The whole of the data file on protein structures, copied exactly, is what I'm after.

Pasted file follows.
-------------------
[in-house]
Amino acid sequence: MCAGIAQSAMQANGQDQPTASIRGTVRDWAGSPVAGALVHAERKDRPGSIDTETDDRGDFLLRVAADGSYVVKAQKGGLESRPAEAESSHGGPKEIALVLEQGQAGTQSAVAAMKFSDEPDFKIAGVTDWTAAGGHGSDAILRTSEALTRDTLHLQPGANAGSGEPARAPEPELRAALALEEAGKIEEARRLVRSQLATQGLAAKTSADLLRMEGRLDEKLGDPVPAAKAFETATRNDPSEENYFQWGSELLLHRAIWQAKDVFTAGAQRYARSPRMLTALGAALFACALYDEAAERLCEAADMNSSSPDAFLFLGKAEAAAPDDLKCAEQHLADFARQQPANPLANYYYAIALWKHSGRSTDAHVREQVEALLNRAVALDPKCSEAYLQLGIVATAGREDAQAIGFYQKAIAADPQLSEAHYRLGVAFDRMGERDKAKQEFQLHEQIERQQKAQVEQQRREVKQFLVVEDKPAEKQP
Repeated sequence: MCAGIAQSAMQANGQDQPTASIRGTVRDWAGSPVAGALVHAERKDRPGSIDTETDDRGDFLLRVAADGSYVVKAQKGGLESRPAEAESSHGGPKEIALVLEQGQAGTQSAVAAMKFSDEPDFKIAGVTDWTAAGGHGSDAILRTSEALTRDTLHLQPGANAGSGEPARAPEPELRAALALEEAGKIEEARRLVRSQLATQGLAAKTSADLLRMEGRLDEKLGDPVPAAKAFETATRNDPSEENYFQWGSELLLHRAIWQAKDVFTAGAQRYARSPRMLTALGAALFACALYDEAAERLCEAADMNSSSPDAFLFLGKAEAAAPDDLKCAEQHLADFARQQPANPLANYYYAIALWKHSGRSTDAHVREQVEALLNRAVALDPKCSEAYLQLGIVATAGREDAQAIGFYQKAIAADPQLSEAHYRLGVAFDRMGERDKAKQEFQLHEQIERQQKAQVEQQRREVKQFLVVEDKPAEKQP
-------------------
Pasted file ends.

[in-house]
Amino acid sequence: MCAGIAQSAMQANGQDQPTASIRGTVRDWAGSPVAGALVHAERKDRPGSIDTETDDRGDFLLRVAADGSYVVKAQKGGLESRPAEAESSHGGPKEIALVLEQGQAGTQSAVAAMKFSDEPDFKIAGVTDWTAAGGHGSDAILRTSEALTRDTLHLQPGANAGSGEPARAPEPELRAALALEEAGKIEEARRLVRSQLATQGLAAKTSADLLRMEGRLDEKLGDPVPAAKAFETATRNDPSEENYFQWGSELLLHRAIWQAKDVFTAGAQRYARSPRMLTALGAALFACALYDEAAERLCEAADMNSSSPDAFLFLGKAEAAAPDDLKCAEQHLADFARQQPANPLANYYYAIALWKHSGRSTDAHVREQVEALLNRAVALDPKCSEAYLQLGIVATAGREDAQAIGFYQKAIAADPQLSEAHYRLGVAFDRMGERDKAKQEFQLHEQIERQQKAQVEQQRREVKQFLVVEDKPAEKQP
Repeated sequence: MCAGIAQSAMQANGQDQPTASIRGTVRDWAGSPVAGALVHAERKDRPGSIDTETDDRGDFLLRVAADGSYVVKAQKGGLESRPAEAESSHGGPKEIALVLEQGQAGTQSAVAAMKFSDEPDFKIAGVTDWTAAGGHGSDAILRTSEALTRDTLHLQPGANAGSGEPARAPEPELRAALALEEAGKIEEARRLVRSQLATQGLAAKTSADLLRMEGRLDEKLGDPVPAAKAFETATRNDPSEENYFQWGSELLLHRAIWQAKDVFTAGAQRYARSPRMLTALGAALFACALYDEAAERLCEAADMNSSSPDAFLFLGKAEAAAPDDLKCAEQHLADFARQQPANPLANYYYAIALWKHSGRSTDAHVREQVEALLNRAVALDPKCSEAYLQLGIVATAGREDAQAIGFYQKAIAADPQLSEAHYRLGVAFDRMGERDKAKQEFQLHEQIERQQKAQVEQQRREVKQFLVVEDKPAEKQP